Always liked the “idea” of snow, though. And Christmas cards with snowy scenes. This was always fine as long as I was inside, all toasty warm and sipping hot chocolate and refusing to be pried out with a shoe-horn. Although I do remember one winter in ‘bama when we had a big snow that settled on the ground for days, completely bringing everything to a stand-still. Except, of course, those of us crazy enough to get out there and go sledding down the road. I rode on the back of the sled while my friend “drove”. Of course we could not stop the thing and when we got to the end of the road we just kept going out onto the crossroad. Right in front of a police car. I think everybody laughed. Actually, I’m kinda fuzzy on that now. I seem to remember something about bail…

I’m a day early but….
Happy Snowy Thursday Everyone!


© December 2009 by Alexandra Scot

Saturday, December 5, 2009

A Person Divided


Oh No! Whatever shall I do? Will I survive the day?
-
Born in Florida and a graduate of the University of Alabama, I'm a person torn on this day. It's showdown time. Throwdown time. Gridiron time. Tear down the goalposts time. (They don't do that anymore, do they? How sad.)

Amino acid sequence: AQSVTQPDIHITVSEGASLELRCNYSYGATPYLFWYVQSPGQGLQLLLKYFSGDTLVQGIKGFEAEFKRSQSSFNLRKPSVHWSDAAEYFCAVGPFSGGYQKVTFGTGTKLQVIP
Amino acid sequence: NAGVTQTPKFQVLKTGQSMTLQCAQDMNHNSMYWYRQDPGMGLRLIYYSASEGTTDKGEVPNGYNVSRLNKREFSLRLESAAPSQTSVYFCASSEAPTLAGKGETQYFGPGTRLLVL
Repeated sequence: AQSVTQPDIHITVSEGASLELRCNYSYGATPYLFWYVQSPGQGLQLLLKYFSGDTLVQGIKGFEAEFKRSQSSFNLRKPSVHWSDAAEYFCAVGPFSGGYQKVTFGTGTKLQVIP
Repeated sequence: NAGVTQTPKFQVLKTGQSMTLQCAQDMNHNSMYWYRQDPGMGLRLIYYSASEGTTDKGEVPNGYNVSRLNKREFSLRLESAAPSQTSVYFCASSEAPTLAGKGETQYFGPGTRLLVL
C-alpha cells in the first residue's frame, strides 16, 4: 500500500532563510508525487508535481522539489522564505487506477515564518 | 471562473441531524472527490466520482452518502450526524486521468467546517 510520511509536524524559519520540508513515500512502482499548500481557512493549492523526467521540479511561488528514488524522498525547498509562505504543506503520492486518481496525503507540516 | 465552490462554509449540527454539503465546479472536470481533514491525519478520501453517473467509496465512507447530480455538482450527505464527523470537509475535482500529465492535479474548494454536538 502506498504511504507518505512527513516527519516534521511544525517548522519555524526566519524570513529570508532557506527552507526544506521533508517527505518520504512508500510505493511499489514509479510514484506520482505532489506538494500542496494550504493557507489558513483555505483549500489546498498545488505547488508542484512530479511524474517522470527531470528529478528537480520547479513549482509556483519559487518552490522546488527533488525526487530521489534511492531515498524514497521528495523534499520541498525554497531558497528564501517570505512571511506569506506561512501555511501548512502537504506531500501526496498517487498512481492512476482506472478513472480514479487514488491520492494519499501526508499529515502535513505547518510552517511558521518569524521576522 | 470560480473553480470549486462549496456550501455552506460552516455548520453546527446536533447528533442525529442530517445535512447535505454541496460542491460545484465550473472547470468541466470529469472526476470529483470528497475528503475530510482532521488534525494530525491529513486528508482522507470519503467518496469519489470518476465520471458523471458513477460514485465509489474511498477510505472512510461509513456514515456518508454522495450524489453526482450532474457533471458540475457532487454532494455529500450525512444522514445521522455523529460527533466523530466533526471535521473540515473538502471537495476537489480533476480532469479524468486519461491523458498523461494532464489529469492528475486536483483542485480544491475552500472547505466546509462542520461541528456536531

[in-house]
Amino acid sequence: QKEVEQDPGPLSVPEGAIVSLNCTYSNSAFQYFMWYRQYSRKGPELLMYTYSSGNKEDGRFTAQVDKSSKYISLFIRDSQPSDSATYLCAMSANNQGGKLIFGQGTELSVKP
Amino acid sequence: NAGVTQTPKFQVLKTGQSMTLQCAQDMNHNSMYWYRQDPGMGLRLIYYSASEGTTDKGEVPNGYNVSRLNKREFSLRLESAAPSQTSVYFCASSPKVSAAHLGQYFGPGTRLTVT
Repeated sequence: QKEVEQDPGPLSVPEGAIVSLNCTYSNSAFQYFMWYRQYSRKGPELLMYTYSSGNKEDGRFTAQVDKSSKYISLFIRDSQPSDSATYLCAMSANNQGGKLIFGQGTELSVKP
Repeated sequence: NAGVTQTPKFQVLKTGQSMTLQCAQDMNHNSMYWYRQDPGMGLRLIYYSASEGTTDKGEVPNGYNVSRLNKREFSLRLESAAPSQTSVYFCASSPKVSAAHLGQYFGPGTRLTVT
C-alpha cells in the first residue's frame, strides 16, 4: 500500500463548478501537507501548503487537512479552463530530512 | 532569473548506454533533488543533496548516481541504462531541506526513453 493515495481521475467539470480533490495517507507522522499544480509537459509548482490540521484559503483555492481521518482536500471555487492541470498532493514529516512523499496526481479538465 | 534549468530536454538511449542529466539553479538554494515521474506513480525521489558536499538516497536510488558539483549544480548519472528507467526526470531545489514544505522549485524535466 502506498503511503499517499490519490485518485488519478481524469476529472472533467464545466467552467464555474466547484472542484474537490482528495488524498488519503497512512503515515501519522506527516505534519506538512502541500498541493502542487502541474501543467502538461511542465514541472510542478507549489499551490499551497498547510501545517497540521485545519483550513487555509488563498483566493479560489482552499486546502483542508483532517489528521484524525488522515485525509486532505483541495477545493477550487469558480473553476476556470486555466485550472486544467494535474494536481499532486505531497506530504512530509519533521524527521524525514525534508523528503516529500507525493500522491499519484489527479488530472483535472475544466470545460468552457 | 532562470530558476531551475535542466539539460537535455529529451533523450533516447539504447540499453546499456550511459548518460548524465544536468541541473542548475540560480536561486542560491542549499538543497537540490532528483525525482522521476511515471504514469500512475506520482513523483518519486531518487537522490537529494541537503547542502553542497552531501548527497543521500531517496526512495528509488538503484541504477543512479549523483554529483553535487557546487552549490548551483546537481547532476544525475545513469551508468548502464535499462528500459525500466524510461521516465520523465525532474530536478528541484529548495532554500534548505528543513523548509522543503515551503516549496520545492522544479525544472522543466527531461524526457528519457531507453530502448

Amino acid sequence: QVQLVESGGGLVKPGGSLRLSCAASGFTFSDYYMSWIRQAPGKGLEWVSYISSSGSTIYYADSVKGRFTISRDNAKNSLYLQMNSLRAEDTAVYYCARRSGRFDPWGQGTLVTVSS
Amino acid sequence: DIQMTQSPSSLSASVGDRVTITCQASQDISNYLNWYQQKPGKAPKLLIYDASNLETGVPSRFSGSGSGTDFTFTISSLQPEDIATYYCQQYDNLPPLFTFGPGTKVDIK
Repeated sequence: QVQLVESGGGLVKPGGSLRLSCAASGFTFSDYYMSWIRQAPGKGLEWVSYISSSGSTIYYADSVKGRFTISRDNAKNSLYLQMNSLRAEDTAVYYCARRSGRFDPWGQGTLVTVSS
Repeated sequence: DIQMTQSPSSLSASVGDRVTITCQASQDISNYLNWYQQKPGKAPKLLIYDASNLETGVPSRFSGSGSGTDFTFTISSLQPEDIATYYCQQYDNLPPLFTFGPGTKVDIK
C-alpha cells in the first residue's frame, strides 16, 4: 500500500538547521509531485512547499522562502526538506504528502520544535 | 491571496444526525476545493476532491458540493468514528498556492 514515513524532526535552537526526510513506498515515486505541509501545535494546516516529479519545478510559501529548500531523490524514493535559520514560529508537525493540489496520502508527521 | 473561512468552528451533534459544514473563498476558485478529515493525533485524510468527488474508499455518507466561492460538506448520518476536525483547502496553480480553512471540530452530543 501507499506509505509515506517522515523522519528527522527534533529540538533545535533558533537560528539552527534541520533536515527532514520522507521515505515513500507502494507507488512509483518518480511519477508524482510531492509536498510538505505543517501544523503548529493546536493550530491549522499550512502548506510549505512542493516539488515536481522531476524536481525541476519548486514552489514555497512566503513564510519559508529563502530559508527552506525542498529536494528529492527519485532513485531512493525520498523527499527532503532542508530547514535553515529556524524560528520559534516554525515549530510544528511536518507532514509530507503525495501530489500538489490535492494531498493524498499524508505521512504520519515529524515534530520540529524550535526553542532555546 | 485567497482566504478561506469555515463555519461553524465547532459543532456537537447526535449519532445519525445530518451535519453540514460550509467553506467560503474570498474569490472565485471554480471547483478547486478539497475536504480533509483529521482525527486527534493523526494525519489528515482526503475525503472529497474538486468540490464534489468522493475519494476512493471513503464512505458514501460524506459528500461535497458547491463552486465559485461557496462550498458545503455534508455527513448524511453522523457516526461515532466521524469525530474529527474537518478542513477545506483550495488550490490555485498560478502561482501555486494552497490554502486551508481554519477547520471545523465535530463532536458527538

-
One good thing about this...
-
No matter who does what, I'll have something to cheer about. Unless, of course, they both turn out to be dufuses on this day of days -- and that often happens when the real chips hit the table. Still, here's hoping it's a good game.
-
I have memories of the Florida campus - I was there SO long ago as a visiting high school band member. (That part of Florida is really lovely.)
-
But most of all.... I miss The Bear!
-
UPDATE: ALABAMA 32 --- FLORIDA 13
ROLL TIDE!

Friday, December 4, 2009

Passing It Along



My beautiful gift from Jessie is to be passed along to others and so I have compiled (in absolutely no special order) a list of worthy recipients. So if

The Silver Fox

Sandra Leigh

Skip Simpson

Alan Burnett

Megan

Colette Amelia

and

Baino

will please come and claim their "Friendship Bouquet", I am most proud to hand it over to them.


First, they will please claim it by copying this bouquet.
Then:

2. Post the bouquet in your blog.
3. Tell us 7 things about yourself that your readers (probably) don't know.
4. Pass the bouquet along to 7 other new bloggers.
5. Notify these bouquet recipients with a comment on their blog.
6. And just keep on being the truly likeable people you are.


Thursday, December 3, 2009

Theme Thursday – Friend